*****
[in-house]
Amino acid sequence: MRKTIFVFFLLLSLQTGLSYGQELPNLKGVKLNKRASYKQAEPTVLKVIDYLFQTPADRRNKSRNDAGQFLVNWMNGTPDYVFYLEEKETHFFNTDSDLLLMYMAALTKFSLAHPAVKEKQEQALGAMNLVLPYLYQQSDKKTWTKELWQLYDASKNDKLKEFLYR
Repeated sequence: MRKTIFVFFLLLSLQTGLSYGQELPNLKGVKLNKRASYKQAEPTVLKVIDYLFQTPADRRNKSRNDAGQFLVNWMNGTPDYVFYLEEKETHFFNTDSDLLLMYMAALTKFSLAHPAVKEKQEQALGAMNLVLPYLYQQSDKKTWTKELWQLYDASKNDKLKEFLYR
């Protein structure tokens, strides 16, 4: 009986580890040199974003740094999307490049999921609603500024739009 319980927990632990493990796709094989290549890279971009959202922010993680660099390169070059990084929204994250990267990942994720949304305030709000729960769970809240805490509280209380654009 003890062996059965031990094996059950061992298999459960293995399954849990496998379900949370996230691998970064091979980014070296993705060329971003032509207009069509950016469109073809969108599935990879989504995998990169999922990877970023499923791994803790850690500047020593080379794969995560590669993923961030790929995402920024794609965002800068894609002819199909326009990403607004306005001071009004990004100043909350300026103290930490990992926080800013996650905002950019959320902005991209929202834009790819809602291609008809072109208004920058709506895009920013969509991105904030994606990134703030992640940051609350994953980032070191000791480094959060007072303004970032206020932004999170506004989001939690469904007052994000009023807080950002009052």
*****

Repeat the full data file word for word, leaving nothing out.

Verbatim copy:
[in-house]
Amino acid sequence: MRKTIFVFFLLLSLQTGLSYGQELPNLKGVKLNKRASYKQAEPTVLKVIDYLFQTPADRRNKSRNDAGQFLVNWMNGTPDYVFYLEEKETHFFNTDSDLLLMYMAALTKFSLAHPAVKEKQEQALGAMNLVLPYLYQQSDKKTWTKELWQLYDASKNDKLKEFLYR
Repeated sequence: MRKTIFVFFLLLSLQTGLSYGQELPNLKGVKLNKRASYKQAEPTVLKVIDYLFQTPADRRNKSRNDAGQFLVNWMNGTPDYVFYLEEKETHFFNTDSDLLLMYMAALTKFSLAHPAVKEKQEQALGAMNLVLPYLYQQSDKKTWTKELWQLYDASKNDKLKEFLYR
């Protein structure tokens, strides 16, 4: 009986580890040199974003740094999307490049999921609603500024739009 319980927990632990493990796709094989290549890279971009959202922010993680660099390169070059990084929204994250990267990942994720949304305030709000729960769970809240805490509280209380654009 003890062996059965031990094996059950061992298999459960293995399954849990496998379900949370996230691998970064091979980014070296993705060329971003032509207009069509950016469109073809969108599935990879989504995998990169999922990877970023499923791994803790850690500047020593080379794969995560590669993923961030790929995402920024794609965002800068894609002819199909326009990403607004306005001071009004990004100043909350300026103290930490990992926080800013996650905002950019959320902005991209929202834009790819809602291609008809072109208004920058709506895009920013969509991105904030994606990134703030992640940051609350994953980032070191000791480094959060007072303004970032206020932004999170506004989001939690469904007052994000009023807080950002009052």